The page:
2014 IES Street and Area Lighting Conference
September 14-17, 2014 | Nashville, TN
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Recent studies have attempted to link environmental cues, such as lighting, with human performance and health, and initial findings seem to indicate a positive correlation between the two. Light is the major environmental time cue that resets the human circadian pacemaker, an endogenous clock in the hypothalamus that controls the timing of many 24-hour rhythms in physiology and behavior Insufficient or inappropriate light exposure can disrupt normal circadian rhythms which may result in adverse consequences for human performance, health and safety. This article addresses the problem of prospective analysis of building architecture for circadian stimulus potential based on the state of the art in photobiology. Three variables were considered in this analysis: lighting intensity, timing, and spectrum. Intensity is a standard design tool frequently used in illuminating engineering. Timing and spectrum are not commonplace considerations, so the analysis that follows proposes tools to quantitatively these additional requirements. Outcomes of photobiology research were used in this paper to define threshold values for illumination in terms of spectrum, intensity, and timing of light at the human eye, and were translated into goals for simulation – and ultimately for building design. In particular, the climate-based Daylight Autonomy (DA) metric was chosen to simulate the probabilistic and temporal potential of daylight for human health needs.
This article reviews the current state of knowledge of acoustic instabilities in HID lamps. The phenomenon of acoustic instability has been investigated during the last four decades. However the exact physical backgrounds of this effect are still unclear. Based on the theory of acoustic streaming, a new explanation of the possible physical reasons for the excitation of acoustic instabilities and the temporal response of the discharge is given. To support the discussed hypothesis a real case of acoustic instability is investigated. It is shown that this hypothesis is able to explain some behaviors of the lamp discharge when an acoustic resonance is excited.
Many conventional daylighting design tools are limited in that each simulation represents only one time of year and time of day (or a single, theoretical overcast sky condition). Since daylight is so variable – due to the movement of the sun, changing seasons, and diverse weather conditions – one moment is hardly representative of the overall quality of the daylighting design, which is why climate-based, dynamic performance metrics like Daylight Autonomy (DA) and Useful Daylight Illuminance (UDI) are so needed. Going one step further, the annual variation in performance (condensed to a percentage by DA and UDI) is also valuable information, as is the ability to link this data to spatial visualizations and renderings. Trying to realize this combination of analytical needs using existing tools would become an overly time-consuming and tedious process. The challenge is to provide all information necessary to early design stage decision-making in a manageable form, while retaining the continuity of annual data. This paper introduces a climate data simplification method based on a splitting of the year into 56 periods, over which weather conditions are “averaged” and simulated using Perez’s ASRC-CIE sky model, while information on sun penetration is provided at a greater resolution. The graphical output of the produced data in the form of “Temporal Maps” will be shown to be visually, and even numerically, comparable to reference case maps created using short time step calculations and based on illuminance data generated by Daysim.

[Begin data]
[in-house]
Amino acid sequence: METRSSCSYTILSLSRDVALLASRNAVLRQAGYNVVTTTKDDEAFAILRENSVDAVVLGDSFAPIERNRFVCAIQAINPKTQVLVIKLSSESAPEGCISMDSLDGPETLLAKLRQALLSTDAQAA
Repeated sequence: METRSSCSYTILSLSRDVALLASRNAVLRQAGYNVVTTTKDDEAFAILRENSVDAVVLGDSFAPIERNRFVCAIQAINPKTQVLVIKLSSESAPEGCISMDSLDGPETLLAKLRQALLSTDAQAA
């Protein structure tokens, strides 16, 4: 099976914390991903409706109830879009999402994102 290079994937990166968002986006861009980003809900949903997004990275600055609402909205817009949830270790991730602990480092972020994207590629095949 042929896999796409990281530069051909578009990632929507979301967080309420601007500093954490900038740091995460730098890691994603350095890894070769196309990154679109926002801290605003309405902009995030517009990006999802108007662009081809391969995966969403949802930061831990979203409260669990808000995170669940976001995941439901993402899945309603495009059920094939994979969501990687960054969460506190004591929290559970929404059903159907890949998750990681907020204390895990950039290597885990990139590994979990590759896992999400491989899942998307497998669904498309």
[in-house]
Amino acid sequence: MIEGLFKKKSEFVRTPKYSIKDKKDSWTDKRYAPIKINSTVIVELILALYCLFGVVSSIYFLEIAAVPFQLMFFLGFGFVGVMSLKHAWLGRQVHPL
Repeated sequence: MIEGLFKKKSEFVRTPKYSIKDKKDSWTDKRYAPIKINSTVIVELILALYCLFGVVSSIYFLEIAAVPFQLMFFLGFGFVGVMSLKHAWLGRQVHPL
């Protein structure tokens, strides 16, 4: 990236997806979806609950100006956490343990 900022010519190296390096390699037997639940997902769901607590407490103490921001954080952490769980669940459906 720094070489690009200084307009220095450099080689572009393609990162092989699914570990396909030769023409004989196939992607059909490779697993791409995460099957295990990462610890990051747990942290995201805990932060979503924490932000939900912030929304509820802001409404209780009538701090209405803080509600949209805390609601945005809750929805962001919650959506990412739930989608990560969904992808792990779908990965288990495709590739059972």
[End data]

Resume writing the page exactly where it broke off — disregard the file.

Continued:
Adrian’s Visibility Model is a useful tool for assessing the visibility of an object at night. However, it was developed using test data under laboratory conditions. Thus, it is necessary to determine the visibility levels which are required for target detection under nighttime driving conditions. The author has previously presented a study in which experimental data from Olson et al were applied to the Adrian Visibility Model to determine visibility levels at target detection for alerted and unalerted drivers. However, a limitation in the model’s handling of glare (valid for 1.5° to 30°) limited the useable data. A modified Visibility Model is proposed which incorporates the CIE General Disability Glare Equation. This widens the available glare range to 0.1° to 100° and allows for a more robust analysis than had been presented previously. Age, headlight beam pattern, and target reflectivity were all found to have a significant effect on visibility level at target detection for alerted drivers. Target size and position did not significantly affect visibility level at target detection. Average threshold visibility levels between 0.1 and 18 were calculated for alerted drivers. For unalerted drivers, average threshold visibility levels between 14 and 89 were calculated.